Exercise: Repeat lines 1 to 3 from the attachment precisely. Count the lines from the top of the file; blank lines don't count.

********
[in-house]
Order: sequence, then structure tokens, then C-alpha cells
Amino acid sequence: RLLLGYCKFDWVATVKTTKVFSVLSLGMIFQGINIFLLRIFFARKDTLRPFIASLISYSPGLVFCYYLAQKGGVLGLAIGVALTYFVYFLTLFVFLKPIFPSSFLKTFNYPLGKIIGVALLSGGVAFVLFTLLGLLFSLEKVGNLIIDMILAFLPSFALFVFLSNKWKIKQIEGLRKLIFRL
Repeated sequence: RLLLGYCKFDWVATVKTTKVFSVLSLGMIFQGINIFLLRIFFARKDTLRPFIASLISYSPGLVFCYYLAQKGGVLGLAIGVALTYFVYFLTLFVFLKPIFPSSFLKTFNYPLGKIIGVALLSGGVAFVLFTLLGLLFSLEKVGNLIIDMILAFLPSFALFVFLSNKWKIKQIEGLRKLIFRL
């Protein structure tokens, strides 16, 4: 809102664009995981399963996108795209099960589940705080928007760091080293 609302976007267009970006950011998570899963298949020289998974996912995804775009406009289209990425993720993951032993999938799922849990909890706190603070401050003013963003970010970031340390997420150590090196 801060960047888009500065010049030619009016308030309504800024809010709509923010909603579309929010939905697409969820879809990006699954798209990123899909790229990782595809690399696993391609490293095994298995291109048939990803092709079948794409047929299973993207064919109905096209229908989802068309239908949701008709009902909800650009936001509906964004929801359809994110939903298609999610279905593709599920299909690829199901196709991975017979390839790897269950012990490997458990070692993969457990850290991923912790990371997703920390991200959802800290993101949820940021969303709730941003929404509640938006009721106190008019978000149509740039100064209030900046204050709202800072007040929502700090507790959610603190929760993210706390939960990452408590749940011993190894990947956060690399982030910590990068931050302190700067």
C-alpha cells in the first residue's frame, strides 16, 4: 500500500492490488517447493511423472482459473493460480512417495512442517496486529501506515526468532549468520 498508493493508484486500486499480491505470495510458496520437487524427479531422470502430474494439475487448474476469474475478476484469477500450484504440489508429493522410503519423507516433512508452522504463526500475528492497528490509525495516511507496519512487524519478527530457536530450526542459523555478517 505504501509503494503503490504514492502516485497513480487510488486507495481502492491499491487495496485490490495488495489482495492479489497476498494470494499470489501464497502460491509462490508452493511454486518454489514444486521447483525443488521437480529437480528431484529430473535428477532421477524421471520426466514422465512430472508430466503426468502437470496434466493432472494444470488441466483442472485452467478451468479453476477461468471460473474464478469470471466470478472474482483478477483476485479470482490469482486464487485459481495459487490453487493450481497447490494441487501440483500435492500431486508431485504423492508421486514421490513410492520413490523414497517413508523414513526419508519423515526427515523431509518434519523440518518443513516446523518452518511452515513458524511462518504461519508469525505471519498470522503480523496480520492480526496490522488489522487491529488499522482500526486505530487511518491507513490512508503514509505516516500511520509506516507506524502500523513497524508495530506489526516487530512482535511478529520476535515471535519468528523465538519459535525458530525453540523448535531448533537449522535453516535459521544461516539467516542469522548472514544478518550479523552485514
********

[in-house]
Order: sequence, then structure tokens, then C-alpha cells
Amino acid sequence: RLLLGYCKFDWVATVKTTKVFSVLSLGMIFQGINIFLLRIFFARKDTLRPFIASLISYSPGLVFCYYLAQKGGVLGLAIGVALTYFVYFLTLFVFLKPIFPSSFLKTFNYPLGKIIGVALLSGGVAFVLFTLLGLLFSLEKVGNLIIDMILAFLPSFALFVFLSNKWKIKQIEGLRKLIFRL